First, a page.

We believe that insufficient attention is paid to the social and environmental costs incurred at regional scales by biofuel production in Brazil (1041; 2010). Nature 468,
Brazil's Alagoas state covers almost 28,000 square kilometres, roughly half of which used to be rainforest. Sugar-cane plantations have now taken over coastal regions, including flood plains.
A study commissioned by the Alagoas government reveals that just 13.1% of the state's original rainforest has survived 35 years of the sugar-cane ethanol programme. This amounts to an average loss of 3,736 hectares of rainforest per year in what was formerly one of the world's 34 biodiversity hotspots. This environmental catastrophe is already taking its toll. Heavy rainfall in the region last year led to severe floods that destroyed thousands of buildings.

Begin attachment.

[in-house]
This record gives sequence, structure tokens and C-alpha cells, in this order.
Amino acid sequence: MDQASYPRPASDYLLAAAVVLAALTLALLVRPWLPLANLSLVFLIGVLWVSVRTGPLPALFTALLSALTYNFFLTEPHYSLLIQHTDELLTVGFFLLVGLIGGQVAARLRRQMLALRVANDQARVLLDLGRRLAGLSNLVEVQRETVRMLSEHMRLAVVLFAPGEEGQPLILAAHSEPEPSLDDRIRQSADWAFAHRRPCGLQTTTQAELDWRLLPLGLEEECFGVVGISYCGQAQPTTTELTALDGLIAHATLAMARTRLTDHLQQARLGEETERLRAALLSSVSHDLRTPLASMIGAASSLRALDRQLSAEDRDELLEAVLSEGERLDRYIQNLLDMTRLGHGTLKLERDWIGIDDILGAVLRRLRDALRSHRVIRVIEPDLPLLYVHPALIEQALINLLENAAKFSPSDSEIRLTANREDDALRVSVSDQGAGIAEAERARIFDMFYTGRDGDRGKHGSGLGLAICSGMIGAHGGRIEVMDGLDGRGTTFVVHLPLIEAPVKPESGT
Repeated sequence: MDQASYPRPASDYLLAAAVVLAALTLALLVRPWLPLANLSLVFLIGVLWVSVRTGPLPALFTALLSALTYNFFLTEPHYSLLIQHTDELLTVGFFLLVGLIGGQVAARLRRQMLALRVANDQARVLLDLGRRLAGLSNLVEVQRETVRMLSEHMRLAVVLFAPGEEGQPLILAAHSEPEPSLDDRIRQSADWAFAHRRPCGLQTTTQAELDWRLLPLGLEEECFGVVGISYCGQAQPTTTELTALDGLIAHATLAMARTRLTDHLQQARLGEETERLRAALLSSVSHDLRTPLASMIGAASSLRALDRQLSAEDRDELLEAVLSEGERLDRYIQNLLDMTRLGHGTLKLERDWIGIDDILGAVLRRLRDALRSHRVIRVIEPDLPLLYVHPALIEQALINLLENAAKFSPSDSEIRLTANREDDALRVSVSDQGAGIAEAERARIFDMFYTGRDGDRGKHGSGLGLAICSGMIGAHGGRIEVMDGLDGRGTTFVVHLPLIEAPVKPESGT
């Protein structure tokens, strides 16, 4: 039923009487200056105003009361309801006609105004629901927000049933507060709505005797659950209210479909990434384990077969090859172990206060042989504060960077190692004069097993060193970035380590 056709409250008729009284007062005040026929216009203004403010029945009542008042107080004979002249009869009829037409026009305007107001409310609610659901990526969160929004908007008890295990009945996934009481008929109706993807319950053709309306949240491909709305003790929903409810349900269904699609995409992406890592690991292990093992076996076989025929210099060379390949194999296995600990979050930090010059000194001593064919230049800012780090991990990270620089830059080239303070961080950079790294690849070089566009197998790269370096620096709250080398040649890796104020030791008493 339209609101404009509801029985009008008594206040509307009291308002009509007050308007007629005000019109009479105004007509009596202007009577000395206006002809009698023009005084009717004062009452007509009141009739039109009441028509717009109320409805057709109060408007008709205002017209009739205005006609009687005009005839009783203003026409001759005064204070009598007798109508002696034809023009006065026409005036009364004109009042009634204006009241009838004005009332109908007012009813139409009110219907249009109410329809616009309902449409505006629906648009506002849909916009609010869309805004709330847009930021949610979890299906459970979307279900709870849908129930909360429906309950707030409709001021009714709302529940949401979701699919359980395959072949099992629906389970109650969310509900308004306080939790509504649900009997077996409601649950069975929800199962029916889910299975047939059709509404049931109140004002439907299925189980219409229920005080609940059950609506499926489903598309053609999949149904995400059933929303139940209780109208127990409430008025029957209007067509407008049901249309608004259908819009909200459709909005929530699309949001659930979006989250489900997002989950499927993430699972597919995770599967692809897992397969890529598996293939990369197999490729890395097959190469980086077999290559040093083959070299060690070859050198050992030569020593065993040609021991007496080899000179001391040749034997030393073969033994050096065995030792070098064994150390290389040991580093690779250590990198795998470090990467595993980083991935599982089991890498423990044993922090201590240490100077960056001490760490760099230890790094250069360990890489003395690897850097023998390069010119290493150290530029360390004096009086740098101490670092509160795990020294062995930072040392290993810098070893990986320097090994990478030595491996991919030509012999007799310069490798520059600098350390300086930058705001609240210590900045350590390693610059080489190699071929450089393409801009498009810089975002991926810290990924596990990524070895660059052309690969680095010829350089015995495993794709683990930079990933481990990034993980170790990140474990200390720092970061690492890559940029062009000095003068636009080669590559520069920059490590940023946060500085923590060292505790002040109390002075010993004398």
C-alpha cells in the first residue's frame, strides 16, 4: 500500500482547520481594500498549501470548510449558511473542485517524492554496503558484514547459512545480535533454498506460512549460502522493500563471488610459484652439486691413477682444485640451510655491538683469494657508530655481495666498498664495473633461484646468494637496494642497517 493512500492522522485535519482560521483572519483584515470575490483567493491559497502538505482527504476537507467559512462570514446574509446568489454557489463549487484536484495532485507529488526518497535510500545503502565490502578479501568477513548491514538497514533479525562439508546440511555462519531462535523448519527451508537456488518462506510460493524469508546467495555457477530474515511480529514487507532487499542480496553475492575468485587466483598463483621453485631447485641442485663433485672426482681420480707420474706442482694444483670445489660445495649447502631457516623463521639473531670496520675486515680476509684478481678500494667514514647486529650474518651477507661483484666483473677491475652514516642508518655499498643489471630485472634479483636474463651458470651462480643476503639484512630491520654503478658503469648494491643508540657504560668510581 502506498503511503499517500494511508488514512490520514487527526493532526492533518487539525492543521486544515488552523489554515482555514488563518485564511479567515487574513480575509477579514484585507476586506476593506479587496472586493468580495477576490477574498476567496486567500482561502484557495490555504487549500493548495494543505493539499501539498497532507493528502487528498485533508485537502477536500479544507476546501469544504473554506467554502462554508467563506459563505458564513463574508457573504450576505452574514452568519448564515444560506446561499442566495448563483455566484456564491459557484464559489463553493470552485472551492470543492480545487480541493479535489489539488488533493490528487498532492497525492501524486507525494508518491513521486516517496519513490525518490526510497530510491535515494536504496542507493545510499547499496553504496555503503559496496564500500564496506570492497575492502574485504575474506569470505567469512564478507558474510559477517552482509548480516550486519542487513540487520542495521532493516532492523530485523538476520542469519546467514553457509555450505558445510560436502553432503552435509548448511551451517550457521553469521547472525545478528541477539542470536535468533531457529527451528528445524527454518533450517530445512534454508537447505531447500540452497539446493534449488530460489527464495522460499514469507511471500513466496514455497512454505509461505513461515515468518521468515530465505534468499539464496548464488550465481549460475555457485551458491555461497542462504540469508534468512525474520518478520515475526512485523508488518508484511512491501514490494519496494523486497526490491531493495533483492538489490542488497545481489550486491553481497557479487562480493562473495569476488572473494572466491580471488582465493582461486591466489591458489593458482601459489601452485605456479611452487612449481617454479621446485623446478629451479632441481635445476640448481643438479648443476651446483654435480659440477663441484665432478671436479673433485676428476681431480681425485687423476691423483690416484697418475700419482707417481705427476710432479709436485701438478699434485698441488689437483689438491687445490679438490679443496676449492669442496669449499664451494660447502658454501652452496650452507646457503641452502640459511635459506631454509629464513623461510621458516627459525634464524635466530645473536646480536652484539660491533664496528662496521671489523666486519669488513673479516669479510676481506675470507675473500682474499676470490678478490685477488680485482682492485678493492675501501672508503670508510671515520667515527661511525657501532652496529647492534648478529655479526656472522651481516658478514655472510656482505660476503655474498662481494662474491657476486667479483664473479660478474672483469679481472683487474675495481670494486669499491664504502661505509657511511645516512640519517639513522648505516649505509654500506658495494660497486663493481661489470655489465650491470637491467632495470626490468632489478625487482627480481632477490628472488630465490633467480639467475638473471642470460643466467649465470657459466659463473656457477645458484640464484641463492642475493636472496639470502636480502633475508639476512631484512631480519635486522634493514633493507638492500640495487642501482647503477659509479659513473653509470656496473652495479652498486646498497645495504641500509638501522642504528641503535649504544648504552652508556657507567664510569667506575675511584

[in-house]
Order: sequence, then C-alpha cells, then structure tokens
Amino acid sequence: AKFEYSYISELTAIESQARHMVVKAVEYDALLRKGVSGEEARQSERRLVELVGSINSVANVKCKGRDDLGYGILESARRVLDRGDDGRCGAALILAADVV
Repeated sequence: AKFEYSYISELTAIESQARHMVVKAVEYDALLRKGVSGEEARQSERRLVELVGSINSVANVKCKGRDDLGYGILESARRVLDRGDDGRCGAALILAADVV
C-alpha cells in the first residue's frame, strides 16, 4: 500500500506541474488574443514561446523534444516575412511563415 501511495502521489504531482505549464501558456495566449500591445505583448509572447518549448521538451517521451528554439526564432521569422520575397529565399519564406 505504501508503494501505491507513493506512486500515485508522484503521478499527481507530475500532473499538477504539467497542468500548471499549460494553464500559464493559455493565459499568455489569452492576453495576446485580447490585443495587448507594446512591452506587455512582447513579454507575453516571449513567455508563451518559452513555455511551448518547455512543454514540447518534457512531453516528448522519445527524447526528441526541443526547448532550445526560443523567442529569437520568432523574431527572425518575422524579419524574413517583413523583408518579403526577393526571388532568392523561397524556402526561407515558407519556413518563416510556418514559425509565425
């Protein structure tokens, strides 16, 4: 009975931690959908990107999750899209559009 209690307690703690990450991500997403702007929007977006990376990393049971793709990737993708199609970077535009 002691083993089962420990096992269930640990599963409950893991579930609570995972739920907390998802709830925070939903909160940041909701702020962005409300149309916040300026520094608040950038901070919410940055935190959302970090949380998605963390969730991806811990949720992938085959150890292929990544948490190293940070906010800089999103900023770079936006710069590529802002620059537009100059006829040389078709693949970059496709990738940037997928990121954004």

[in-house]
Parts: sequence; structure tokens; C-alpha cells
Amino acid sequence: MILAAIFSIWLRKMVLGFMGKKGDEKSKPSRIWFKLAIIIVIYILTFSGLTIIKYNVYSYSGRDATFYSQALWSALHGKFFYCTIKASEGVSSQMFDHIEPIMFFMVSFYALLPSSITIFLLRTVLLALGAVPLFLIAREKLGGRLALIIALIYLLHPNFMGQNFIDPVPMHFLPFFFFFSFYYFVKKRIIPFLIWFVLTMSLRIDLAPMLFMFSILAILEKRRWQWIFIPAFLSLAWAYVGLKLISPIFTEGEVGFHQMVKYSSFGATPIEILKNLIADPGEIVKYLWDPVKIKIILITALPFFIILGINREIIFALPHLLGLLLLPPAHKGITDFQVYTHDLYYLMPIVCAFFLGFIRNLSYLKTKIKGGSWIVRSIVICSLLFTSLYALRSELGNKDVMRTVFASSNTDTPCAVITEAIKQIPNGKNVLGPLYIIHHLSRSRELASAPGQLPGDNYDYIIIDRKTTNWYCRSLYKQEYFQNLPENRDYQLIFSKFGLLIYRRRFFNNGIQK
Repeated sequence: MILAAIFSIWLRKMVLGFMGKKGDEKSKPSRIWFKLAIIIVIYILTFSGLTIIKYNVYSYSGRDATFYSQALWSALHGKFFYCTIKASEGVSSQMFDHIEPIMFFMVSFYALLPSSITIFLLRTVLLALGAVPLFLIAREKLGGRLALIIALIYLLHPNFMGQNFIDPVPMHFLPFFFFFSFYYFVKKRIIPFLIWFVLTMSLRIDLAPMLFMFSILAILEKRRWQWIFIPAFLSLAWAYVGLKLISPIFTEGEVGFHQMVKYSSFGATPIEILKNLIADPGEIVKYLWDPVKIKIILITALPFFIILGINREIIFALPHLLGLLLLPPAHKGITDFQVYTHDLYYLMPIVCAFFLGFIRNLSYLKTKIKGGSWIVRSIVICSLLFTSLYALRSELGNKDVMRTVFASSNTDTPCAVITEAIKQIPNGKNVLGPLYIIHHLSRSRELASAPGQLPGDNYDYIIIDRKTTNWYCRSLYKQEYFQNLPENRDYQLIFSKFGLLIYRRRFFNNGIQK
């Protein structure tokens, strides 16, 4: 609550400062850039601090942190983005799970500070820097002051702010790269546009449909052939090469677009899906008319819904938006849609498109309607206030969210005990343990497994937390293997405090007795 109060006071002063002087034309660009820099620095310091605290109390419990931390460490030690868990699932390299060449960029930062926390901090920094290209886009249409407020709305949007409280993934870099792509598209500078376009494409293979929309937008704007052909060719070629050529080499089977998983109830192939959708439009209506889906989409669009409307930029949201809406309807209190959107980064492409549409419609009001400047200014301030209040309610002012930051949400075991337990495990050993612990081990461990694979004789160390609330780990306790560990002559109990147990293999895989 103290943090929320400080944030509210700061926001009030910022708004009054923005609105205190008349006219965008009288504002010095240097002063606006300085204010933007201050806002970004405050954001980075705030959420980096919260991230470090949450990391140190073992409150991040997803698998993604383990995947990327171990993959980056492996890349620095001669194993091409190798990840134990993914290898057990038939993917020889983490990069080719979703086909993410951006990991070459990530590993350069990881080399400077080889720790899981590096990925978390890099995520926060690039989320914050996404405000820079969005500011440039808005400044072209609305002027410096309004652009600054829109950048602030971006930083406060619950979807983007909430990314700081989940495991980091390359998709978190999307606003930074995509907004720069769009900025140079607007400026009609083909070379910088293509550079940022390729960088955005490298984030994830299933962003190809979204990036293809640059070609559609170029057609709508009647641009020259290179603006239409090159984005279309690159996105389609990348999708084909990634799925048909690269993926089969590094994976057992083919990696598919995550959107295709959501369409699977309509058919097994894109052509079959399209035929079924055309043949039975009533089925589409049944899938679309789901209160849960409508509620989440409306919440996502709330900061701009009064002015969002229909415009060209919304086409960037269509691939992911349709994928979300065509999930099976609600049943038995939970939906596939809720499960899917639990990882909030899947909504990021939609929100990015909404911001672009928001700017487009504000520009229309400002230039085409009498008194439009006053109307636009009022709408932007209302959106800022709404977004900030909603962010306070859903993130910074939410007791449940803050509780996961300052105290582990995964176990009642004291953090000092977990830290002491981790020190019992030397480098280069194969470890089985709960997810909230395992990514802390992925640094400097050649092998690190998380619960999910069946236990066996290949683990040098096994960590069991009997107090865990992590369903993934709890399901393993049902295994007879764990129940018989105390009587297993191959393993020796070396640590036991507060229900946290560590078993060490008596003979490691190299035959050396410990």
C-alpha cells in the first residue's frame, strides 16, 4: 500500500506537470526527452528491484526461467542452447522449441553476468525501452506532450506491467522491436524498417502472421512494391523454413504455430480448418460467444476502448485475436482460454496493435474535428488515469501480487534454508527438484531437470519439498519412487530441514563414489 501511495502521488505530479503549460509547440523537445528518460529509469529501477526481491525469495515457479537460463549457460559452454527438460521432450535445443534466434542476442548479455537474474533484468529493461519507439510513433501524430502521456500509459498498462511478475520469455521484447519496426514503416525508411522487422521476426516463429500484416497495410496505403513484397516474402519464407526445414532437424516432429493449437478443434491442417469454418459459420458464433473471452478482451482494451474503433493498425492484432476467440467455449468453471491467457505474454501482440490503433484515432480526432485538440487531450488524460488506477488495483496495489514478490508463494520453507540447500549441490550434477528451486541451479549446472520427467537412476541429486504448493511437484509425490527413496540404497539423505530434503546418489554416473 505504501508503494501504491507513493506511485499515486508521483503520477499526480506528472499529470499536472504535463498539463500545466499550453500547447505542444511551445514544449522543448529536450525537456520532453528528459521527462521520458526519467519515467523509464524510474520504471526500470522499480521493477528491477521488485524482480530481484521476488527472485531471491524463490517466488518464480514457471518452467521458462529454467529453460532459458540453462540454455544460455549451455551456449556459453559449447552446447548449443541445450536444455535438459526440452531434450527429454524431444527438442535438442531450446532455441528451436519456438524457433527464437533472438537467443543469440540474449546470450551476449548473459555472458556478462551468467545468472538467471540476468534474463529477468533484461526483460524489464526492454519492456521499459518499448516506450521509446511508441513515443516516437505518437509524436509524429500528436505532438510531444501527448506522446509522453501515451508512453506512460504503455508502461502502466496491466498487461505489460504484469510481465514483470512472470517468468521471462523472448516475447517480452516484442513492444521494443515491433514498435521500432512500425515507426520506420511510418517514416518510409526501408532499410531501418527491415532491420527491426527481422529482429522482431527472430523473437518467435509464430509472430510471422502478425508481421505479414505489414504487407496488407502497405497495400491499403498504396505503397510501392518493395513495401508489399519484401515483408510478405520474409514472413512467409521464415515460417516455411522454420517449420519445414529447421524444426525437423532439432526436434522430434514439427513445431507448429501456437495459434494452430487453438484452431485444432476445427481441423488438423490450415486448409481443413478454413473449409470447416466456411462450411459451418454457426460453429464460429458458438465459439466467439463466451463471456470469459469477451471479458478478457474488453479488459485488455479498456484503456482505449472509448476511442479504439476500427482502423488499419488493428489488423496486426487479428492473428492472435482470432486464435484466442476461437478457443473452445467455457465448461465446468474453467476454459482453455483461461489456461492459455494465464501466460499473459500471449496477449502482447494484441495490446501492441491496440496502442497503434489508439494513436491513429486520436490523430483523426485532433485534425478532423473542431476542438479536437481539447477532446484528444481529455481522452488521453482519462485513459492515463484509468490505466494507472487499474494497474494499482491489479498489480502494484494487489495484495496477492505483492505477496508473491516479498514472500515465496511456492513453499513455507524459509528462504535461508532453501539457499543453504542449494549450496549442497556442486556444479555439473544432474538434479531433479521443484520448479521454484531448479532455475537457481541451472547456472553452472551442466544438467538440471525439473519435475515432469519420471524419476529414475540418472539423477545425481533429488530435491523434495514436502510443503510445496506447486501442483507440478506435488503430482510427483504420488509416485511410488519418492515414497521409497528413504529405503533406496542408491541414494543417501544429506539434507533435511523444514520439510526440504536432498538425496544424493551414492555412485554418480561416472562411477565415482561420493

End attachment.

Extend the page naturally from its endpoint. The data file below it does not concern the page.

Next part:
Despite academic and political controversy, most people believe biofuels to be 'clean'. In fact, ethanol production leaves a dirty footprint in one of Brazil's poorest states.